It’s important to understand that menopause is a not a disability or disease – physical, mental or otherwise. It’s a natural biological process that all individuals born with a female reproductive system will experience. During menopause transition our fluctuating hormones can affect our mood and leave us feeling irritable, agitated, anxiety-ridden or depressed. The stress associated with other perimenopausal symptoms like sleep disturbance and hot flashes can amplify these feelings.
While there’s ongoing debate in the medical community about whether or not menopause actually causes depression, a 2019 progress report from the Study of Women's Health Across the Nation (SWAN) found that women in perimenopause and early post-menopause are two to four times more likely to experience major depression. The report also found that a medical or family history of major depression or other mood disorders indicated a strong likelihood of major depression during menopause transition.
Started in 1994, the SWAN is a U.S.-based longitudinal multiracial, multiethnic cohort study of women ages 42-52. A research review of 25 years of SWAN data published earlier this year, found that Black women reach menopause several months earlier than White women and have worse symptoms including depression and sleep disturbances. According to the analysis, we are also less likely to receive hormone therapy or seek out medical and mental health services like therapy or antidepressants. This means that many of us are likely suffering through our symptoms when there are treatment options that can help.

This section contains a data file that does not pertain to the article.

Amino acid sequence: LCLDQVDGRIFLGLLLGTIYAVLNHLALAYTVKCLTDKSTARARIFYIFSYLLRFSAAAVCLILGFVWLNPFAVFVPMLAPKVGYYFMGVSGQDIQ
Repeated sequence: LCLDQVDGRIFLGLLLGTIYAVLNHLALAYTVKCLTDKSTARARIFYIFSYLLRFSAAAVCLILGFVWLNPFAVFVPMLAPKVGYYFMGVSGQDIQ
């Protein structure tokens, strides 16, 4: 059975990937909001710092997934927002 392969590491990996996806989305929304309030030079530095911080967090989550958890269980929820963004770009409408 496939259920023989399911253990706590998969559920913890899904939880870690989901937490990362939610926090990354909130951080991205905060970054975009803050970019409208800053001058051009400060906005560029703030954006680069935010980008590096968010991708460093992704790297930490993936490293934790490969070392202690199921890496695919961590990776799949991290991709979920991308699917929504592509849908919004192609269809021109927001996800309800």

As I write this, it's been a little over three weeks since I started my prescription of a low-dose SSRI. As with most of these drugs, it can take up to three or more weeks to kick in. After about 12 days, I woke up without a feeling of dread, which thankfully, has been the case for most of my mornings since. I still have moments when I feel the anxiety ramping up, but the overwhelm of panic and doom has abated and I’m able to calm my mind and de-escalate my spiral.
I don't know how long I'll take the antidepressants, but it's where I'm at for now and I'm glad I was able to get the help I needed.